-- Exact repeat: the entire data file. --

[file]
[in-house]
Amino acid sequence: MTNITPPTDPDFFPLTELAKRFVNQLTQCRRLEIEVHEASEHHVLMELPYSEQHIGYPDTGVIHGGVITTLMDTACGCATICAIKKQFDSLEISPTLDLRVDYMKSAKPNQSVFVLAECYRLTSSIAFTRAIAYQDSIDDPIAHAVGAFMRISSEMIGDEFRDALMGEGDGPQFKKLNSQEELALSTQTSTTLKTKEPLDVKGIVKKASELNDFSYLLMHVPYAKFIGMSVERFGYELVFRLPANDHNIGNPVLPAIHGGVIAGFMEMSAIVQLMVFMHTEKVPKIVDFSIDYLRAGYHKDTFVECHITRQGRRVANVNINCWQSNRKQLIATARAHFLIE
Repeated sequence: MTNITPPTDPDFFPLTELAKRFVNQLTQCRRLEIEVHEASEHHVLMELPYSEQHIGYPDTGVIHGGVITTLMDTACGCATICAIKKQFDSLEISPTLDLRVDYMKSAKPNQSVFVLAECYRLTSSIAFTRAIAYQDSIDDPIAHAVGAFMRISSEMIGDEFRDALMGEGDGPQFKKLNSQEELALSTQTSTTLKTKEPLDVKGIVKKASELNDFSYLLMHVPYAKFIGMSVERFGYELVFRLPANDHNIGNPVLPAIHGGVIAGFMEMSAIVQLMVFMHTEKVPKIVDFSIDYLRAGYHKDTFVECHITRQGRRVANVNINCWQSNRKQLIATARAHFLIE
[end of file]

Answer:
[in-house]
Amino acid sequence: MTNITPPTDPDFFPLTELAKRFVNQLTQCRRLEIEVHEASEHHVLMELPYSEQHIGYPDTGVIHGGVITTLMDTACGCATICAIKKQFDSLEISPTLDLRVDYMKSAKPNQSVFVLAECYRLTSSIAFTRAIAYQDSIDDPIAHAVGAFMRISSEMIGDEFRDALMGEGDGPQFKKLNSQEELALSTQTSTTLKTKEPLDVKGIVKKASELNDFSYLLMHVPYAKFIGMSVERFGYELVFRLPANDHNIGNPVLPAIHGGVIAGFMEMSAIVQLMVFMHTEKVPKIVDFSIDYLRAGYHKDTFVECHITRQGRRVANVNINCWQSNRKQLIATARAHFLIE
Repeated sequence: MTNITPPTDPDFFPLTELAKRFVNQLTQCRRLEIEVHEASEHHVLMELPYSEQHIGYPDTGVIHGGVITTLMDTACGCATICAIKKQFDSLEISPTLDLRVDYMKSAKPNQSVFVLAECYRLTSSIAFTRAIAYQDSIDDPIAHAVGAFMRISSEMIGDEFRDALMGEGDGPQFKKLNSQEELALSTQTSTTLKTKEPLDVKGIVKKASELNDFSYLLMHVPYAKFIGMSVERFGYELVFRLPANDHNIGNPVLPAIHGGVIAGFMEMSAIVQLMVFMHTEKVPKIVDFSIDYLRAGYHKDTFVECHITRQGRRVANVNINCWQSNRKQLIATARAHFLIE